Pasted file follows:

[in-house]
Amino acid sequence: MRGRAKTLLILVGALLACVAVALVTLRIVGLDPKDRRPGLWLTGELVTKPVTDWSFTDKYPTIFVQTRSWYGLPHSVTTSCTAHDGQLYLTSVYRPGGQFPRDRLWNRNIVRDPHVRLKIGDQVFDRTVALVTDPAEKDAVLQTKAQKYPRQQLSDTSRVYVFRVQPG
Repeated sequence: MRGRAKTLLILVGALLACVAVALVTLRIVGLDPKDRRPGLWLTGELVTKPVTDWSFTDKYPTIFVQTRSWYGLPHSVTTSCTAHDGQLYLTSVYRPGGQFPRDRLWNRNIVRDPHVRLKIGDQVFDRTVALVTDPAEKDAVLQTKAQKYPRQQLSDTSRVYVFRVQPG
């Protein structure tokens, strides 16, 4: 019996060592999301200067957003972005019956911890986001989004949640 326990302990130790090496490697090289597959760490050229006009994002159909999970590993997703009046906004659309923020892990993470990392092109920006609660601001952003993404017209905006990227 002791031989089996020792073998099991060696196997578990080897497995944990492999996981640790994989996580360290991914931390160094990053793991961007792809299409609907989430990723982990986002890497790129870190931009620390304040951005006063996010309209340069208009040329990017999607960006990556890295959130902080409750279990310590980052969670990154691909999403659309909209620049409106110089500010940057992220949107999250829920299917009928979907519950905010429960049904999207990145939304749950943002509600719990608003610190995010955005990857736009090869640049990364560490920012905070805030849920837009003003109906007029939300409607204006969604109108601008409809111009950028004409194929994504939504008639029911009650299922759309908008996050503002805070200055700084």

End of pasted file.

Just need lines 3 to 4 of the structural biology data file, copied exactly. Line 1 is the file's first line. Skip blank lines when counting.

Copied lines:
Repeated sequence: MRGRAKTLLILVGALLACVAVALVTLRIVGLDPKDRRPGLWLTGELVTKPVTDWSFTDKYPTIFVQTRSWYGLPHSVTTSCTAHDGQLYLTSVYRPGGQFPRDRLWNRNIVRDPHVRLKIGDQVFDRTVALVTDPAEKDAVLQTKAQKYPRQQLSDTSRVYVFRVQPG
């Protein structure tokens, strides 16, 4: 019996060592999301200067957003972005019956911890986001989004949640 326990302990130790090496490697090289597959760490050229006009994002159909999970590993997703009046906004659309923020892990993470990392092109920006609660601001952003993404017209905006990227 002791031989089996020792073998099991060696196997578990080897497995944990492999996981640790994989996580360290991914931390160094990053793991961007792809299409609907989430990723982990986002890497790129870190931009620390304040951005006063996010309209340069208009040329990017999607960006990556890295959130902080409750279990310590980052969670990154691909999403659309909209620049409106110089500010940057992220949107999250829920299917009928979907519950905010429960049904999207990145939304749950943002509600719990608003610190995010955005990857736009090869640049990364560490920012905070805030849920837009003003109906007029939300409607204006969604109108601008409809111009950028004409194929994504939504008639029911009650299922759309908008996050503002805070200055700084």